Existing A1 certificates
These are issued by UK authorities to confirm an individual's liability for UK national insurance contributions while temporarily working elsewhere in Europe.
Will they end automatically or will they remain valid until the certificate’s end date?
Will social security contributions be required in both the UK and Luxembourg for seconded/multistate/commuting employees?
- UK government’s position: existing A1 certificates will remain valid until the certificate’s end date. It recommends employers check with the EU country’s authorities to find out if contributions may be due there, in case they no longer recognize A1s for example.
- Lux government’s position: domestic rules apply. For example:
- In principle, UK workers posted to Luxembourg will be covered by the Luxembourg social security scheme.
- However, employees are exempted from the Luxembourg social security scheme if the temporary assignment is under a year and they are covered by a foreign scheme. However, if the activity in Luxembourg exceeds three months, the employer must pay their share of pension contributions at 8%. The exemption can be extended by one year by the Centre Commun de la Sécurité Sociale (CCSS) and beyond by the Ministry of Social Security.
Will annual pension contributions already paid in the UK and the EU be paid out at retirement age?
- The EU Commission and the UK have confirmed that the “aggregation” in calculating pensions will apply to contributions paid and benefit rights accrued before the Brexit date.
- However, there is no agreement regarding contributions paid after Brexit. Responsibility falls to individual member states to negotiate with the UK on a bilateral basis.
Will social security contributions be required in both UK and Luxembourg for seconded/multistate/commuting employees?
- Currently, the European Health Insurance Card — or form S1 for longer stays — allows individuals to receive the same healthcare in another EU country as its locals.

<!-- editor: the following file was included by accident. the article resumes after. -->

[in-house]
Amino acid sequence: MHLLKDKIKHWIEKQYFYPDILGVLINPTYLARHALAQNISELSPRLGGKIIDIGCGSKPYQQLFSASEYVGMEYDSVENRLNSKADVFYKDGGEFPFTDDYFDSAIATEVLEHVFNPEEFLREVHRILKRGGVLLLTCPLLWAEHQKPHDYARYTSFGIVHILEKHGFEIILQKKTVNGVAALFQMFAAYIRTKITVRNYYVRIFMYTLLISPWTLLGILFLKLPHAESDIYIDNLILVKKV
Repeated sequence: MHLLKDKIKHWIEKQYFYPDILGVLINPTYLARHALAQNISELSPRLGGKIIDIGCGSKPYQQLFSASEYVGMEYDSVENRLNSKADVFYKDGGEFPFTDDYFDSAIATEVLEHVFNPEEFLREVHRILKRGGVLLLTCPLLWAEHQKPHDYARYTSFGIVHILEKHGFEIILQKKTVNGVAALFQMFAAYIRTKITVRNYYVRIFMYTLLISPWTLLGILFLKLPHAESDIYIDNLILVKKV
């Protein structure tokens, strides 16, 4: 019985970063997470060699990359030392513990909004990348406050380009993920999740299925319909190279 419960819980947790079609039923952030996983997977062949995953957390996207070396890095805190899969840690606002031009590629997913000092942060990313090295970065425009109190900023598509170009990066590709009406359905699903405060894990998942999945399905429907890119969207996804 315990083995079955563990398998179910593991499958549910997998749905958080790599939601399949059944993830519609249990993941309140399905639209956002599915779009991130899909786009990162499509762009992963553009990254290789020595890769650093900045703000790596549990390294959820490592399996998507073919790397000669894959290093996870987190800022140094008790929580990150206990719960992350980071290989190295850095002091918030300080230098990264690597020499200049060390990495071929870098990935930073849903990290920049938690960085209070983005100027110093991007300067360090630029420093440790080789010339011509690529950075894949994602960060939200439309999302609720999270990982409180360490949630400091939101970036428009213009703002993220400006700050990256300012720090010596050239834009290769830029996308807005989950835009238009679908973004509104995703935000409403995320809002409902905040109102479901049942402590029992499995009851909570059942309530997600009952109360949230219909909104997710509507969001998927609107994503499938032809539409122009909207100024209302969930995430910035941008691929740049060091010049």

- The UK government has unilaterally decided to continue funding healthcare benefits for UK nationals living in the EU for six months after Brexit. The two exceptions are Spain, with whom the UK has agreed a transition period until 31 December 2020, and Ireland, where current arrangements will continue to apply indefinitely. The UK is trying to negotiate a similar extension as it has with Spain across all EU countries.
Academic and professional recognition of qualifications
- Like any third-country national, UK nationals wanting their academic and professional qualifications recognized will need to produce a residence permit and meet the conditions of the amended law of 29 August 2008 on free movement of persons and immigration. A simple copy of their identity card will no longer be enough.
- Financial support for higher education will be limited to UK students with long-term residence status according to the amended law of 29 August 2008 on the free movement of persons and immigration.
Access to public service employment
British nationals will no longer be eligible for civil servant or employee of the State positions within the scope of Luxembourgish law. However, they can still be employed under private law via the budget law allowing the year-on-year recruitment of third-country nationals for the services of the State.
- British nationals who started an internship before the UK’s withdrawal can continue their internship afterward.
- British nationals arriving after the transition period and not benefitting from the withdrawal agreement are considered third-country nationals. Therefore, they must hold a residence permit under a category of the law of 29 August 2008 on the free movement of persons and immigration (as amended), which entitles them to a Luxembourg internship.
Posting of workers
The Inspectorate of Labor and Mines (ITM) checks whether the posted worker has, where applicable, a residence permit under article L.142-3 point 10 of the Labor Code. Brexit will restrict UK companies’ right to post workers to Luxembourg as well as the residency permits available to posted workers.
Some personal tax deductions are authorized if payment is made to an EU institution — e.g. charitable donations, contributions to life insurances or pension plans. Contributions made to similar UK institutions should be ineligible for personal tax deductions.